Future Materials | 15.09.2023

Thermoplastic Polyolefin Composites

Global Production Situation of Polyolefins

Thermoplastics are abundantly used in most parts of human life.
Among them, the polyolefins based thermoplastics comprise the dominant materials group by market share, with polyethylene (PE) already accounting for over 25% in 2021. Also part of this material group are polypropylene (PP) and polystyrene (PS), to name then most prominent ones. Together, they comprise the bulk of thermoplastic polyolefins on the world market.

Their versatility, toughness and chemical resistance make them highly popular in many applications.
Hence, it is no surprise that the thermoplastic polyolefin market is projected to grow nearly double digits annually in the coming years. materials is possible. The soaring global consumption is however, accompanied by rising concerns about plastic pollution and requests for closed production-use-end of life cycles. In order to reduce the impact of rising polyolefin littering of the environment, several ideas are on the rise. 

One approach is, to substitute fossil-based polyolefins through bio-sourced polyolefins with the same properties, often called 'drop-in' materials. The synthesis from bio-feedstock is much more costly but as the costs for CO2 emissions increase, such business models gain track.

Another path is, to use bioplastics like PHAs, PBS, TPS and many more to develop blends matching polyolefin performance.

Lastly, I want to highlight the way of designing natural fiber composites with high fiber loading to reduce CO2 impact. With the adequate combination of fiber, matrix, additives and equipment, a large variety of materials is possible.

Natural Fiber Composites - What Is Possible?

Certain intrinsic limitations are set when using natural fibers. Without prior drying, during the compounding step, degassing is very important. This can be done with atmospheric degassing stations, but preferably with vacuum stations, where the water vapor is sucked out. Overall, wood particles and cellulose fibers should be added on the last possible moment into the compound.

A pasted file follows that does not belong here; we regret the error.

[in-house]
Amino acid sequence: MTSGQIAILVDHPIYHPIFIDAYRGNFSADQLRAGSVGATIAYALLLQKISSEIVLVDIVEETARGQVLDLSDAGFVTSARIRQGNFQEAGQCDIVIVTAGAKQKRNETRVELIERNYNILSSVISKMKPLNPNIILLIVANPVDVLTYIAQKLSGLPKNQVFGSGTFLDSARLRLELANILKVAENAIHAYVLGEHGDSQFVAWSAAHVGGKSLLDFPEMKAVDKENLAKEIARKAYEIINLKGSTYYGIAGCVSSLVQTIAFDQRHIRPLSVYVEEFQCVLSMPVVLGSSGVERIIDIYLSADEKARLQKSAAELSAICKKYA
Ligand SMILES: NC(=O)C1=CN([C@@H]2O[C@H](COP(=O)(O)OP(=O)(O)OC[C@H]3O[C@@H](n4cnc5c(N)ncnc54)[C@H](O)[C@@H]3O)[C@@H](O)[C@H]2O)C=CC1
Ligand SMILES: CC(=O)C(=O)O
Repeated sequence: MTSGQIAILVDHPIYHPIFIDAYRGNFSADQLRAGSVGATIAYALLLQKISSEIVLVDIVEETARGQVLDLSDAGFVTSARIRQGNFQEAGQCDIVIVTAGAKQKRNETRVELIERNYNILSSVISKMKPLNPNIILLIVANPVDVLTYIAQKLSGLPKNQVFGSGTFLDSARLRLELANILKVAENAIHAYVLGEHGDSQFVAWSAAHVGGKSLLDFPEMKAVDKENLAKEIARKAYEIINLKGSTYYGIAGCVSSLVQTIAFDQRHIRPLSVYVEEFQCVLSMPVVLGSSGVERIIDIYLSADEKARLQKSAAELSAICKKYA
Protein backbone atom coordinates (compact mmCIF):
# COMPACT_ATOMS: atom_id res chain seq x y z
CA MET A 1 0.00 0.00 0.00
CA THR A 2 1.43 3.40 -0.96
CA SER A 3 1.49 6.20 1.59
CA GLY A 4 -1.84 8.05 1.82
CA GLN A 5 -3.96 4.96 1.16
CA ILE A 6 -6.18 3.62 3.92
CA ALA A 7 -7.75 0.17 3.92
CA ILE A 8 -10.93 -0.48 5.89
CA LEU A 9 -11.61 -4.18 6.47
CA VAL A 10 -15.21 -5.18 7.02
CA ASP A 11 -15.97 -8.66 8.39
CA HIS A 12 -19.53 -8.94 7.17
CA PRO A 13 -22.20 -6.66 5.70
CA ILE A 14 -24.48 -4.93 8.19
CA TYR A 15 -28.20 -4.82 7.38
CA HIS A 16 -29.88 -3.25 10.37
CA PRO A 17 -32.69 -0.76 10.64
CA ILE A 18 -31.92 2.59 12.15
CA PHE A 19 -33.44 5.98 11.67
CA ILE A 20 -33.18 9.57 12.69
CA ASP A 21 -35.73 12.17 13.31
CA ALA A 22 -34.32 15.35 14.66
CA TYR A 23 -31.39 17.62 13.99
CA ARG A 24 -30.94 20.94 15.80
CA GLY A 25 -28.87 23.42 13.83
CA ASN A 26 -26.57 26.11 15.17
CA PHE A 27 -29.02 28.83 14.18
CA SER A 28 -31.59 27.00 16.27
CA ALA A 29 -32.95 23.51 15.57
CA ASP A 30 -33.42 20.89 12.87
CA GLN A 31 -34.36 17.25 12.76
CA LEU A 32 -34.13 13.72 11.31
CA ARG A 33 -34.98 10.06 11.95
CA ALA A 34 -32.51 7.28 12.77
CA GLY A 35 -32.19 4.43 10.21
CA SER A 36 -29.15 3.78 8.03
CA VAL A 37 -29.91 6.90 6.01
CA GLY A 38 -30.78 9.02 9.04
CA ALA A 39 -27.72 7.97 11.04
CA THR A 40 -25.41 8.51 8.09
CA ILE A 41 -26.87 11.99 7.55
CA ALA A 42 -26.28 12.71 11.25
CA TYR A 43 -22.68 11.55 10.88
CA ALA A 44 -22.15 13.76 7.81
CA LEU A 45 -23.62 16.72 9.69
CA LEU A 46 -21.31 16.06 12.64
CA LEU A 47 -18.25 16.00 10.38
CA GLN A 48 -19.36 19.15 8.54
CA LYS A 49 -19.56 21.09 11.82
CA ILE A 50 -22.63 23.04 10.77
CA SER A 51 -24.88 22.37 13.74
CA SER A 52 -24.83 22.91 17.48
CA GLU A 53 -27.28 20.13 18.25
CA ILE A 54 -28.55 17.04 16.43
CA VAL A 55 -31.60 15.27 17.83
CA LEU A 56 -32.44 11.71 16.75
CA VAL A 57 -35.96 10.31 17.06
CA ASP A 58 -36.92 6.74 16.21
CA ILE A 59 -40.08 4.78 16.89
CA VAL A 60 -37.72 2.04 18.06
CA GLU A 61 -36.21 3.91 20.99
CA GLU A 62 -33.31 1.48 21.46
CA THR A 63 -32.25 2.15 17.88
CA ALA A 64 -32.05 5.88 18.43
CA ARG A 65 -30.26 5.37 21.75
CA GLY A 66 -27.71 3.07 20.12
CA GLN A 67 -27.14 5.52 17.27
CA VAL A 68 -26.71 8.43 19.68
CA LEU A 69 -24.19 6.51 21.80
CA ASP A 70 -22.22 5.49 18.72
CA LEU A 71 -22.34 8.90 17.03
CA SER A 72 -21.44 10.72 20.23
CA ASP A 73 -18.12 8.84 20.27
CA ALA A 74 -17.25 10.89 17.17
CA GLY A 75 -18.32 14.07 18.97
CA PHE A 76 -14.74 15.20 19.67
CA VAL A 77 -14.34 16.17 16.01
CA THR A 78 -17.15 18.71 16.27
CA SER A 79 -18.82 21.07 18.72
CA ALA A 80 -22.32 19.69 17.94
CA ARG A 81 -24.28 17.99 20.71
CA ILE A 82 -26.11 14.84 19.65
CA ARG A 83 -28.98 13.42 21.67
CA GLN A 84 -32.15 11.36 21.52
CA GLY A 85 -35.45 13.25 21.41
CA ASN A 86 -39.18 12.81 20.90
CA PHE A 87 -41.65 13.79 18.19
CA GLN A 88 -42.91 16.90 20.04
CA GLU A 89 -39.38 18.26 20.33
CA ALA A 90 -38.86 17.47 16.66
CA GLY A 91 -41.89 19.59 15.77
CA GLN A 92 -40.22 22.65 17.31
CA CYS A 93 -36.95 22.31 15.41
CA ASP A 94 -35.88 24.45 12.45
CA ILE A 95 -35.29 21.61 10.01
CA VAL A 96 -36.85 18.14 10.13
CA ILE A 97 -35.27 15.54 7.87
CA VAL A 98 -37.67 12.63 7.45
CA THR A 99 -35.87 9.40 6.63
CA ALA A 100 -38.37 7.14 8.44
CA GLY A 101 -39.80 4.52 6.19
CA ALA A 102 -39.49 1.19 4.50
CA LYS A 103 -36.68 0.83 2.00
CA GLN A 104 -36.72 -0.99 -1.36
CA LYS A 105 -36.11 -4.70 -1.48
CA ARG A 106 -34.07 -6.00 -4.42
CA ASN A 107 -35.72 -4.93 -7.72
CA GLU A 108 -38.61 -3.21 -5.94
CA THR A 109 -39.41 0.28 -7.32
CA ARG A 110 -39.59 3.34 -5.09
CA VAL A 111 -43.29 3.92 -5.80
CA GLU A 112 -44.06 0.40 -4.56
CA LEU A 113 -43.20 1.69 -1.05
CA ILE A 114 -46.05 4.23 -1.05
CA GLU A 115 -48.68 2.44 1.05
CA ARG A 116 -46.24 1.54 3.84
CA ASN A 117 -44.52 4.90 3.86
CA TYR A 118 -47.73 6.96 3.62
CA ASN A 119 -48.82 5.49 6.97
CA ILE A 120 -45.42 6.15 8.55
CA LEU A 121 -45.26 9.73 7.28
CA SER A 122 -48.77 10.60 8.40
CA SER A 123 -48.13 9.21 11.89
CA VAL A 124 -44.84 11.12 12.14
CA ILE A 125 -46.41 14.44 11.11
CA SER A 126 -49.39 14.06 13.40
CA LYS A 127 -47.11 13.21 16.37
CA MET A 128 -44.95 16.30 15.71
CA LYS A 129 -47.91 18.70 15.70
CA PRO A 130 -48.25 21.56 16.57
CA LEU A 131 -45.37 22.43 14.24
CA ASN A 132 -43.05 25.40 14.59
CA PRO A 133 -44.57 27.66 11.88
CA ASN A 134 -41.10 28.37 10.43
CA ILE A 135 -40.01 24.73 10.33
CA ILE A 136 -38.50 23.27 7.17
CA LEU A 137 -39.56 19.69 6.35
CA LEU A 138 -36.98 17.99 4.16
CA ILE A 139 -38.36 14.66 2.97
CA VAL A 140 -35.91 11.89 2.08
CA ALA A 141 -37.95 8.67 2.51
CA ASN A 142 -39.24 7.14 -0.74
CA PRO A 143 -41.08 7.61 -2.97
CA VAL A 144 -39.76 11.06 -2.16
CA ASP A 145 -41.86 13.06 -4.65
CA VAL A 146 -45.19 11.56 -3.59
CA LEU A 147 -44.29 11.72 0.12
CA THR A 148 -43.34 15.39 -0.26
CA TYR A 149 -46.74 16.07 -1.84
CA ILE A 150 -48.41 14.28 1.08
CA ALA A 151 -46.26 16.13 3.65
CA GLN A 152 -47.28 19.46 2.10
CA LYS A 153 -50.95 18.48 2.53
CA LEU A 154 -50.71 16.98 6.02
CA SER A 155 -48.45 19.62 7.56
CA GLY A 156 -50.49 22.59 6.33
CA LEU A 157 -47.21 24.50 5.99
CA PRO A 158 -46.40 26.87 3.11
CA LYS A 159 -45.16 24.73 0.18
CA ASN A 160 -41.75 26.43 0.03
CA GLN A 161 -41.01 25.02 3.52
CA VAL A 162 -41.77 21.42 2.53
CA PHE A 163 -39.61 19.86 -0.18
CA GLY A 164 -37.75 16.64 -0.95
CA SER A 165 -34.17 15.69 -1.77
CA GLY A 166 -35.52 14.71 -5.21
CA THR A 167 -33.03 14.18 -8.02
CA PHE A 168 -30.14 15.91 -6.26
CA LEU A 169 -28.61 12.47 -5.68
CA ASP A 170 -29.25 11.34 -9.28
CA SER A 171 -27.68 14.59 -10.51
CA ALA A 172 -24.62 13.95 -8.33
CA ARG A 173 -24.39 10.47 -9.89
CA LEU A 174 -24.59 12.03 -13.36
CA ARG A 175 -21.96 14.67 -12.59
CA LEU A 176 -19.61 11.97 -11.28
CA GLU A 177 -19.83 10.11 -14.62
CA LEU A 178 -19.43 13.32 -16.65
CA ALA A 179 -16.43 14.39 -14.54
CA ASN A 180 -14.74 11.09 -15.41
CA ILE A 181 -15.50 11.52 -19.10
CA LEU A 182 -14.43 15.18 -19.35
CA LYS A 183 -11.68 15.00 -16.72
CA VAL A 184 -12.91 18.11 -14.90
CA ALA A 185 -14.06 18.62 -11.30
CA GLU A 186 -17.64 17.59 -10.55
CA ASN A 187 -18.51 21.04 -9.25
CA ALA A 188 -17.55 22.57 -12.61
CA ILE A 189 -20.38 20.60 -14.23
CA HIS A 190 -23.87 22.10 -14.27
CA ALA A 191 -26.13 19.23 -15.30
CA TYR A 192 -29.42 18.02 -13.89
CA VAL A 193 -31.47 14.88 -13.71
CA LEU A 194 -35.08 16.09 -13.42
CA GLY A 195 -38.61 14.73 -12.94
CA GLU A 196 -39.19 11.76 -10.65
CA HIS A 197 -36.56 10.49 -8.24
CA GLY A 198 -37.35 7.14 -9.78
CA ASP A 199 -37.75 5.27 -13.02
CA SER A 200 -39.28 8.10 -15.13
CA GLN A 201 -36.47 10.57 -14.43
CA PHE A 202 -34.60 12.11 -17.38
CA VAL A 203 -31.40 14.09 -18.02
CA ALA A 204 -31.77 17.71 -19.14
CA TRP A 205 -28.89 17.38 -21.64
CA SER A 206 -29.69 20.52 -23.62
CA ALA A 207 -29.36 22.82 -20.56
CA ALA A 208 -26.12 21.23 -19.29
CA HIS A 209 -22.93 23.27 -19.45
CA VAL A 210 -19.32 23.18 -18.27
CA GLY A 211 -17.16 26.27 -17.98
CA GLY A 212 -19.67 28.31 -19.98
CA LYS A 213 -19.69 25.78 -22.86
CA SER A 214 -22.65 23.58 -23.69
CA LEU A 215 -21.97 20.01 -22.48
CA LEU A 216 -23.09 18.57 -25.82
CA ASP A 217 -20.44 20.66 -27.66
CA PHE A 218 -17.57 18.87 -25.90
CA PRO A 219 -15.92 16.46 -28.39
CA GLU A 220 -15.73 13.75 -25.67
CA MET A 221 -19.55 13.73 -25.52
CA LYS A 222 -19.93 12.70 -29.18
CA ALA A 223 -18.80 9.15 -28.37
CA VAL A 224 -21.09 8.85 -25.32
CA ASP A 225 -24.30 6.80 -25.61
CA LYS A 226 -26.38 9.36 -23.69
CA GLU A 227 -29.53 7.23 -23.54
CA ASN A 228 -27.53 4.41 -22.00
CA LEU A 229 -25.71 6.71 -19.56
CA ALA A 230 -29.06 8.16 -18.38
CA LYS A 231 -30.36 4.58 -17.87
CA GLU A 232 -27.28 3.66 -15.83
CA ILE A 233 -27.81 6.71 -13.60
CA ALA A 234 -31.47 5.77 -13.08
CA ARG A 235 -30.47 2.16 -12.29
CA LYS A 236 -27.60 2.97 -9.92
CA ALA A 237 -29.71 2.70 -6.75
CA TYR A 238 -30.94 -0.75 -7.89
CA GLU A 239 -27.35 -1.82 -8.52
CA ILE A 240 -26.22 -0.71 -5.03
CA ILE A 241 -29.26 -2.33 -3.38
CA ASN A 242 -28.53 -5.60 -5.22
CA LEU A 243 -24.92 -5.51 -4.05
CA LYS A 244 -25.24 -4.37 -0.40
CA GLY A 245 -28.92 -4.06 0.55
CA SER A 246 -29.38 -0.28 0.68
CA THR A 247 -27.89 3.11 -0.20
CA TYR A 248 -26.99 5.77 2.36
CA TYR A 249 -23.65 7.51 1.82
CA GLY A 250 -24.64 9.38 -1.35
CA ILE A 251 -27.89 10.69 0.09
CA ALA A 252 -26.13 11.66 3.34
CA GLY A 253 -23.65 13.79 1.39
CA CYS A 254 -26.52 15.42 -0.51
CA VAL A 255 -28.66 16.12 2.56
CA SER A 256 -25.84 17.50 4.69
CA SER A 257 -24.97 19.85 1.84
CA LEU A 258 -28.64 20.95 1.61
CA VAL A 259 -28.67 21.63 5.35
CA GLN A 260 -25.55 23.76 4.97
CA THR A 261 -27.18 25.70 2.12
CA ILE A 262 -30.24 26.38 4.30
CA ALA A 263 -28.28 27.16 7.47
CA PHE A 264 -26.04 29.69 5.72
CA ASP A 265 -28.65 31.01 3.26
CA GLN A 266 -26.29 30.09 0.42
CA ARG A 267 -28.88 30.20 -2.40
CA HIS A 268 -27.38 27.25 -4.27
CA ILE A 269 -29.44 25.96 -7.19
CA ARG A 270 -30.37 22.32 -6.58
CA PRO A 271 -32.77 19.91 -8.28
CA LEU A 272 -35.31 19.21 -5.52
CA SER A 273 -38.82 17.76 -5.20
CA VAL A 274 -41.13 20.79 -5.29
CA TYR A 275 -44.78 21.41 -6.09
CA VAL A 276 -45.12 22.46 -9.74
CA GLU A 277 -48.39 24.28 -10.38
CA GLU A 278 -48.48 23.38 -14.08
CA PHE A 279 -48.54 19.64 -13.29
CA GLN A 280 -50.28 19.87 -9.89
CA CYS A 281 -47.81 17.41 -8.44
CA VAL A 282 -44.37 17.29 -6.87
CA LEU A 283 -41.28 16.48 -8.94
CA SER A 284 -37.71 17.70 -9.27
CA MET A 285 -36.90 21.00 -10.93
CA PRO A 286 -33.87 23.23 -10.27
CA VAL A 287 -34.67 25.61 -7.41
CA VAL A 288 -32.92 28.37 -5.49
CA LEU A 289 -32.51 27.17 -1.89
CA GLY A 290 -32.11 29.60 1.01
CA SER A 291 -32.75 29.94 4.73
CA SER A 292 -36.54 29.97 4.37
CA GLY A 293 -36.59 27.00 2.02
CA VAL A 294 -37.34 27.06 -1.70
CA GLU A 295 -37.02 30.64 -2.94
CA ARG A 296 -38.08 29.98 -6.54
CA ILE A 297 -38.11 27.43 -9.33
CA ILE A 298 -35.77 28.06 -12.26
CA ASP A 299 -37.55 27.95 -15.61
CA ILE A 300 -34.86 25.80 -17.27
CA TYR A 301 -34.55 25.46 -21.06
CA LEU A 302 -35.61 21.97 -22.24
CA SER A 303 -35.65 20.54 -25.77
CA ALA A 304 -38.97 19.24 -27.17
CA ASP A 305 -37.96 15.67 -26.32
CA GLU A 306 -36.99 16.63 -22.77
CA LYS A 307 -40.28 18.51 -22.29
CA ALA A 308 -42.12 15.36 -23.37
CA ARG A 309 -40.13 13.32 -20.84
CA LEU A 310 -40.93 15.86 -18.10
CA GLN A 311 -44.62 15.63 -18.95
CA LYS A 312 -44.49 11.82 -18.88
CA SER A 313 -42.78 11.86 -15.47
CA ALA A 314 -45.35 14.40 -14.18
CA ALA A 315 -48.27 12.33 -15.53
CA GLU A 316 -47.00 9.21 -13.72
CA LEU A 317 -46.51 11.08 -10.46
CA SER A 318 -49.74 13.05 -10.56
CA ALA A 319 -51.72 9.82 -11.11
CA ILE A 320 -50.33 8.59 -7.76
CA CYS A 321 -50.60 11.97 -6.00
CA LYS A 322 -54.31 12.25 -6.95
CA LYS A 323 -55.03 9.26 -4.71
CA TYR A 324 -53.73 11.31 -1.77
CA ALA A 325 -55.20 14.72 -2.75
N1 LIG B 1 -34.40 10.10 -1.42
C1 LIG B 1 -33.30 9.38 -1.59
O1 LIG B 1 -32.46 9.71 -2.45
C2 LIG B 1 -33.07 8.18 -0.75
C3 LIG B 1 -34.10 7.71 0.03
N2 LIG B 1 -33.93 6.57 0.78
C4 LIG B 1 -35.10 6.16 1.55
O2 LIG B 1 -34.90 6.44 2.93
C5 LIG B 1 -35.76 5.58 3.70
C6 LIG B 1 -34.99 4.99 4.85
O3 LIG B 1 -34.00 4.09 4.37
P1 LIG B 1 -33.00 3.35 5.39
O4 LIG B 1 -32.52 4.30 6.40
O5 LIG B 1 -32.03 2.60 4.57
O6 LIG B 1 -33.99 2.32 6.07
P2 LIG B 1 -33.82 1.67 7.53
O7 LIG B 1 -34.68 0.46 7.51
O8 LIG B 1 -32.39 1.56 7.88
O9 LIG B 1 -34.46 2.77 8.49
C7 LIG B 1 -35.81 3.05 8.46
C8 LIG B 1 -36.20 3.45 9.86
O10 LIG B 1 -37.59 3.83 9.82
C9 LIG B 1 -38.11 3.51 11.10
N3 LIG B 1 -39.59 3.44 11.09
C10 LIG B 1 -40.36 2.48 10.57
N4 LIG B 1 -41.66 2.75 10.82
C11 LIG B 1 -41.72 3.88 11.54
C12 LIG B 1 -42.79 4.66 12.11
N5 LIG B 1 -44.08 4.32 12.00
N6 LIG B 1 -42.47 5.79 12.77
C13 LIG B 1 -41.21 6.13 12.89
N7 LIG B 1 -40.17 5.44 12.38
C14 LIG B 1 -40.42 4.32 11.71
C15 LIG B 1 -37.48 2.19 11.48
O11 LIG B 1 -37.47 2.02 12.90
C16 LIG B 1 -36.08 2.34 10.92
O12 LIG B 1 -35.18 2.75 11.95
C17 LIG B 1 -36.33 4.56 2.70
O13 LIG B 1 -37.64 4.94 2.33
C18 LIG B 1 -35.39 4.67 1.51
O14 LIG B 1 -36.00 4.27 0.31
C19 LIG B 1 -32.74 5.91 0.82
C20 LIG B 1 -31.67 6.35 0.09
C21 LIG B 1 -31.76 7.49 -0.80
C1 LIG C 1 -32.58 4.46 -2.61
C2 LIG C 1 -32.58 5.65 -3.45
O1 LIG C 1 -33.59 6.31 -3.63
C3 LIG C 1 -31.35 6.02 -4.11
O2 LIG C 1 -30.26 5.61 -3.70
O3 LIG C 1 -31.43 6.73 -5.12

For example, using a side feeder helps to reduce the dwelling time of the fibers in the extruder, and minimizes the risk of degradation and fiber breakage. On the other hand, good mixing is vital to ensure complete dispersion and prevent agglomerates, which negatively impact mechanical properties. Here, a special focus on screw design is needed.

Lastly, cellulosic materials start to degrade between 200°C - 220°C, which rules out some materials like polyamide or PET to be used as matrices.

Natural Fiber Composites - What Is Possible?
Natural Fiber Composites - What Is Possible?

Now, What About the Described Polyolefins?

Neat polypropylene melts at 160 °C, therefore PP-composites are used in manifold applications like car interior, furniture, house appliances, fencing and more. Fiber loadings of >70% are possible in extrusion, but with injection molding lower filling of 20-40% is common. Polyethylene, the most produced plastic on earth, melts between 115-135 °C, depending on its molecular weight. Its low-cost, favorable mechanical and chemical resistance and versatility make it an excellent matrix for natural fiber composites. Like PP it is used in various applications with fiber loadings from 10% to over 70%.

Things get more complicated with the third prominent polyolefin, namely polystyrene. Here, depending on the side chain orientation of the polymers, melting points are different. Highest and middle order PS melt at 270 °C and 240 °C respectively. Hence, they only can be used as composite matrices via dissolution in organic solvents. Lowest order PS however, is an amorphous polymer and appears to have no melting point, only a glass transition temperature. This one and PS-copolymers are readily available for composite formulation.

One of the main drivers of polyolefin-natural fiber composites is certainly the automotive industry.

Especially Japanese car manufacturers like Toyota have set high goals in reducing usage of fossil materials wherever possible. Another big market motor is the building & construction industry, where plant based fibers are used for example in noise barriers for streets or balcony cladding.

Then, also, more and more cellulose is combined with polyolefins, mostly for high quality products in households, where a white color is preferable.

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Simon Ritter
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